Way, way back in 2006, I presented on my dissertation research at the Inaugural Gathering of Digital Storytellers at MIT. Fast-forward to late September 2015, nearly ten years later, and I found myself at the grown-up version of that early gathering, with many of the same attendees: the 6th International Digital Storytelling Conference, jointly hosted by Smith College and UMass Amherst.
The conference convened on a perfect fall weekend in New England, in parts I know well from my PhD years at UMass Amherst. Beyond many faculty and practitioners from New England, the conference really was a who’s-who of digital storytelling around the world, with representatives from organizations and initiatives including StoryCenter and Patient Voices, among many, many others.
Highlights from the Panels
Panel #1220: New Approaches to Digital Storytelling Practice (my panel)
I thought we’d be lucky to have an audience of fifteen at our panel, given its 8:30 a.m. start time. So what fun it was to find the small classroom crammed with over sixty people. Literally spilling out the door! At an academic conference, this is an epic crowd.
I spoke about how nonprofits and causes are circulating digital stories on the web. My co-panelists—Mark Dunford, Candace Walworth, and Angeline Koh—and I were united under the broad title “New Approaches to Digital Storytelling Practice.” Mark spoke about his digital storytelling work with youth in Romania, Candace about using digital storytelling as a pedagogy in a peace studies course, and Angeline told the funny and inspiring story of initiating a digital storytelling movement in her native Singapore.
Panel #1320: Activist Affordance of Digital Storytelling in the Academy
After my own talk, I saw fellow Chicagoans Ames Hawkins and Ryan Trauman (of Masters of Text and Columbia College) speak about their work, and more generally how “alt-alphabetic” composition can be a form of activism and a way to explore activism in the academy. Funny how you have to travel 1200 miles to realize that you’ve got kindred minds twenty minutes away. Phil Bratta was also on their panel, and I very much appreciated his incredibly coherent explanation of how Greg Ulmer’s “electracy” pedagogy is put into practice in a class. See the panel’s archived materials.
Panel #2740: Academic and Community Stories: The IRB Process and Community-Based Learning
Another excellent presentation was that by Phil Peake, of Smith College, and Vanessa Pabon, of WGBY’s Telling Our Legacies Digitally project, on the IRB process for academic digital storytelling projects. The IRB has been a real stumbling block for me, and it was good to hear that it also has been for others. Peake and Pabon shared the consent form that they’d hashed out together over a period of years, through a process of negotiating what Peake knew his college needed and what Pabon knew her community would understand and tolerate. This panel also had a lively Q&A: many in the audience were clearly troubled by the complexity of approaching digital storytelling as a form of human subjects research.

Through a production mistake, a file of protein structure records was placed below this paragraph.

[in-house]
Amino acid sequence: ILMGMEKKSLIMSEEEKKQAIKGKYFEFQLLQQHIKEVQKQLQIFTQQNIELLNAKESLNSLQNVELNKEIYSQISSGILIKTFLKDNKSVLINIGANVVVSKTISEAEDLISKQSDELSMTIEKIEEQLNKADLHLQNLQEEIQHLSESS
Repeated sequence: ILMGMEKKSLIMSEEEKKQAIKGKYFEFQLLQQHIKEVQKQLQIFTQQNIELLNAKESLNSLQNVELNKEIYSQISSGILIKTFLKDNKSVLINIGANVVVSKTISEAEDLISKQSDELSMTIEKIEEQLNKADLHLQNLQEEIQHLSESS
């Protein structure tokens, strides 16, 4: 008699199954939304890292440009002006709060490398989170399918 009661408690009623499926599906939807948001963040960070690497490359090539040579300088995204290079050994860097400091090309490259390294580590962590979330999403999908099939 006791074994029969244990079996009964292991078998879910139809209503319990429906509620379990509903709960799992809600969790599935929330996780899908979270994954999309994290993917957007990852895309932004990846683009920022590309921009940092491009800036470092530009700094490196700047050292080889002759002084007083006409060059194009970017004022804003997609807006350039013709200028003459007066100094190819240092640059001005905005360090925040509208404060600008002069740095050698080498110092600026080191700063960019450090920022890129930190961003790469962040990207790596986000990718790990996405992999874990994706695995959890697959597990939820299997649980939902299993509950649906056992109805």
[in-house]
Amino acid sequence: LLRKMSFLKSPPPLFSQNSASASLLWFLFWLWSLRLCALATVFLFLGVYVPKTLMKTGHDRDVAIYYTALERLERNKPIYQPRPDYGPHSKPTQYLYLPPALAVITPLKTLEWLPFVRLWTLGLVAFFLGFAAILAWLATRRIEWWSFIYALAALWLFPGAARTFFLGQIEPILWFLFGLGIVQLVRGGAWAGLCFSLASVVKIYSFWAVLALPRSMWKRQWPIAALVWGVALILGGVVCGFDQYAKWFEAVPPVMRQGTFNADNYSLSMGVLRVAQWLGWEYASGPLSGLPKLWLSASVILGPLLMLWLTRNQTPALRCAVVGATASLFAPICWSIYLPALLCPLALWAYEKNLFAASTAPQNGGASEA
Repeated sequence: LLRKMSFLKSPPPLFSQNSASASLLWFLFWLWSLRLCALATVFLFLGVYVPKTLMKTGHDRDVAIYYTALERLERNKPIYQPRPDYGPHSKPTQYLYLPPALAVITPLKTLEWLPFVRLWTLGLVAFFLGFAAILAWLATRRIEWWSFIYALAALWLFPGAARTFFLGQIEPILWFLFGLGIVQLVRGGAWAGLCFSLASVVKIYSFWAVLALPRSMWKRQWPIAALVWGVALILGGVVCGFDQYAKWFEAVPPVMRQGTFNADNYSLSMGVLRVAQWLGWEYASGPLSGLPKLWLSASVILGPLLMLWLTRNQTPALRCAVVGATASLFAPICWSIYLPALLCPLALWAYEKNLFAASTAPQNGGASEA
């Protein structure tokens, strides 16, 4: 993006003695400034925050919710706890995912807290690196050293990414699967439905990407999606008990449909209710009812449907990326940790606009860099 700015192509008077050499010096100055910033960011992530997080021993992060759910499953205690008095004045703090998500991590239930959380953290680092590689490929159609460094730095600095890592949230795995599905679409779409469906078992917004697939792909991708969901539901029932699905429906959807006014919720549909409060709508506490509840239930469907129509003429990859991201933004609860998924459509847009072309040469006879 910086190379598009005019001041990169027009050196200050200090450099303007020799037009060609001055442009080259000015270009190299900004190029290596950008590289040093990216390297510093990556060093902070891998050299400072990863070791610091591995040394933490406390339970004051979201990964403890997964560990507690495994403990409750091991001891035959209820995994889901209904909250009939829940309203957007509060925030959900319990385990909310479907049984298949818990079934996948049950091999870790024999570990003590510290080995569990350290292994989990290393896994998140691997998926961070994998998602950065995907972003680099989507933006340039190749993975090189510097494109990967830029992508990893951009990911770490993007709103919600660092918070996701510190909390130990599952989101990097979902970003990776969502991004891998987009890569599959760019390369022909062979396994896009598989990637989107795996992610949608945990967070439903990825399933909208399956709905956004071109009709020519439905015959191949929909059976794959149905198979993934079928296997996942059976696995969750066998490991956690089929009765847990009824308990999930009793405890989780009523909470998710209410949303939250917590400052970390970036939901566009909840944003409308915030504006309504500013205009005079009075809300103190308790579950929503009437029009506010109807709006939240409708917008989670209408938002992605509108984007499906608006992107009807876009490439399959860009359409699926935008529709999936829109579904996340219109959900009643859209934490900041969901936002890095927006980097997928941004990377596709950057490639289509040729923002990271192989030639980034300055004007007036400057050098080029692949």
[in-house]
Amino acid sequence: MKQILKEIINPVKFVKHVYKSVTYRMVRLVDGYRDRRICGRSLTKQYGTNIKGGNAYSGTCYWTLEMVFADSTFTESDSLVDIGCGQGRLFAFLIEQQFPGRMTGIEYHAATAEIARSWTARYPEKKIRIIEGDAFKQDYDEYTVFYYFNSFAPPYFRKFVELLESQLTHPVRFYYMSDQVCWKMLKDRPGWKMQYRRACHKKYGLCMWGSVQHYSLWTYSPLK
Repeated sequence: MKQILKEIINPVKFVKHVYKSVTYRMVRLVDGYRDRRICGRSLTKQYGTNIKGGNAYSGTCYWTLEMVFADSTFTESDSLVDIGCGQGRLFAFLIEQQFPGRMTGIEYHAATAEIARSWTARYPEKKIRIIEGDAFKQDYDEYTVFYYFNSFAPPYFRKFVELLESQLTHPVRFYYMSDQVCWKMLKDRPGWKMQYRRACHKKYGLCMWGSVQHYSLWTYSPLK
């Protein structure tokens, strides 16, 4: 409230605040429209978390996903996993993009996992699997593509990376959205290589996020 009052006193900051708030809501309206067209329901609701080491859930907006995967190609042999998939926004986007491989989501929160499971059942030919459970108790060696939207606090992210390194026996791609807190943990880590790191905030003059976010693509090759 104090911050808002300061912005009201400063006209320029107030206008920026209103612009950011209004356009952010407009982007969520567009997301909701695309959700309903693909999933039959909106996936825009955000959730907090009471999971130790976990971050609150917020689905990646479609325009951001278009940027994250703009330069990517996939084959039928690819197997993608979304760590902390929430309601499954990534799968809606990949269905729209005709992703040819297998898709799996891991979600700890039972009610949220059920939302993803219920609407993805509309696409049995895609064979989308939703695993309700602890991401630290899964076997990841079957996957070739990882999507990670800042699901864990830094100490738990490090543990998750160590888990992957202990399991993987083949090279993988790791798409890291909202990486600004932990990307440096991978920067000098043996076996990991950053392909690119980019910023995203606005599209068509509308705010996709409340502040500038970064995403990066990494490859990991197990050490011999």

Panel #3940: Digital Storytelling and Activism
The last panel I attended was a perfect cap on the event. First was Erin Barbaro from the University of Missouri, demonstrating the GIS mapping tool that her team developed, Community Commons. Barbaro showed how stories could be mapped alongside various publicly available data. Creative Narrations has transported its MOVE project to this platform. What I really like about this tool is how it enables citizens to combine data and stories to make arguments. It’s a great example of what Jeff Grabill called an ‘infrastructure that supports invention’ (from Writing community change: Designing technologies for citizen action, Hampton Press, 2007) .
Another pair of presenters on this panel that made quite an impression were Bill Shewbridge and Beverly Bickel of University Maryland Baltimore County, who spoke about their efforts to build a critical mass of digital storytelling practitioners at their campus. This was the sort of nuts-and-bolts stuff that I love. Their advice was fourfold:
- Bring people together and get them invested through annual digital storytelling workshops.
- Sustain a community of practice with biannual meetings, to discuss projects and progress.
- Make a website to display stories and projects.
- Apply for lots of grants.
New things to read, new websites to visit
I left this conference with a lot of new notes scribbled on my “to do” and “to read’ lists, including these:
- Nancy Thumin’s book, Self-Representation in Digital Culture. Thumin’s work was helpful as I developed an article on the ethics of digital storytelling. One of my co-panelists enthusiastically recommended the book.
- Another co-panelist recommendation: The Moral Imagination, by John Paul Lederach.
- Hear Our Stories: Great public-health community research project.
- Community Commons: mentioned above—a mapping tool that can combine stories and data.
This was an inspiring conference, attended by lots of people doing great work. The conference has historically convened in alternate years, and the early word is that Latin America, Africa, and Asia are high on the list of potential sites for the 2017 conference. Start saving your pennies!